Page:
Foot Drop/Common Peroneal Nerves
Common peroneal nerve dysfunction is damage to the peroneal nerve leading to loss of movement or sensation in the foot and leg.
Dysfunction of a single nerve, such as the common peroneal nerve, is called a mononeuropathy. Mononeuropathy means the nerve damage occurred in one area. However, certain body-wide conditions may also cause single nerve injuries.
Damage to the nerve destroys the myelin sheath that covers the axon (branch of the nerve cell). Or it may destroy the whole nerve cell. There is a loss of feeling, muscle control, muscle tone, and eventual loss of muscle mass because the nerves aren’t stimulating the muscles.
- Trauma or injury to the knee
- Fracture of the fibula (a bone of the lower leg)
- Use of a tight plaster cast (or other long-term constriction) of the lower leg
- Crossing the legs regularly
- Regularly wearing high boots
- Pressure to the knee from positions during deep sleep or coma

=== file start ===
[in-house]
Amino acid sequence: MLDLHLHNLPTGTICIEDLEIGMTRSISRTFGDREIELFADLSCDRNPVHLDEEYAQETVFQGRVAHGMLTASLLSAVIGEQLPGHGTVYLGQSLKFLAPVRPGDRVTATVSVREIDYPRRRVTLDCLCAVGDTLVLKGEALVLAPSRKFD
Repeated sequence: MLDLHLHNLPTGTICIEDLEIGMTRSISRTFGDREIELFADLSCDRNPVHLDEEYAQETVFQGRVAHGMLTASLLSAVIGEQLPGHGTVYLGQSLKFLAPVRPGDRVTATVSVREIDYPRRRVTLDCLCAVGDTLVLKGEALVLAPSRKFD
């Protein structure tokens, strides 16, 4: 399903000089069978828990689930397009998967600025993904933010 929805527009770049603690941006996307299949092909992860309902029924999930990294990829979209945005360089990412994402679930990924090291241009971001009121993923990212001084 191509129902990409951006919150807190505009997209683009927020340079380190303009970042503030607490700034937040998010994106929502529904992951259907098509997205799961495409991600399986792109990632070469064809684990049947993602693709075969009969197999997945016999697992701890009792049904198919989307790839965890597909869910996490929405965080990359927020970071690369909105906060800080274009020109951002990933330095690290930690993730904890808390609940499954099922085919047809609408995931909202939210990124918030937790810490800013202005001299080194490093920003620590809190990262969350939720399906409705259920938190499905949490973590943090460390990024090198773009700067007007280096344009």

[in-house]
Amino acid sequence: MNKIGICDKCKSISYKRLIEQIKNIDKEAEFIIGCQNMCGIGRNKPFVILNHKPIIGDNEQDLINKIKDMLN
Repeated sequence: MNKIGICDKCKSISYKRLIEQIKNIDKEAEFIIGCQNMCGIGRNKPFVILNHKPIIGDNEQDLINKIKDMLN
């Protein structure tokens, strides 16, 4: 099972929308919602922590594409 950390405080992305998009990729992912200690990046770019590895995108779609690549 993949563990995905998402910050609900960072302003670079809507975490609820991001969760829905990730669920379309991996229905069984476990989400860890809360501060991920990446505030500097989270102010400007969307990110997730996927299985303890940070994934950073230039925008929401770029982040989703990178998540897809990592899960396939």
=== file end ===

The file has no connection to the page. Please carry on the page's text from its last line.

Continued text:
- Injury during knee surgery or from being placed in an awkward position during anesthesia
Exams and Tests
- Loss of muscle control in the lower legs and feet
- Atrophy of the foot or foreleg muscles
- Difficulty lifting up the foot and toes and making toe-out movements
Tests of nerve activity include
What other tests are done depend on the suspected cause of nerve dysfunction, and the person’s symptoms and how they developed. Tests may include blood tests, x-rays and scans.
Corticosteroids injected into the area may reduce swelling and pressure on the nerve in some cases.
- The disorder does not go away
- You have problems with movement
- There is evidence that the nerve axon is damaged
The outcome depends on the cause of the problem. Successfully treating the cause may relieve the dysfunction, although it may take several months for the nerve to grow back.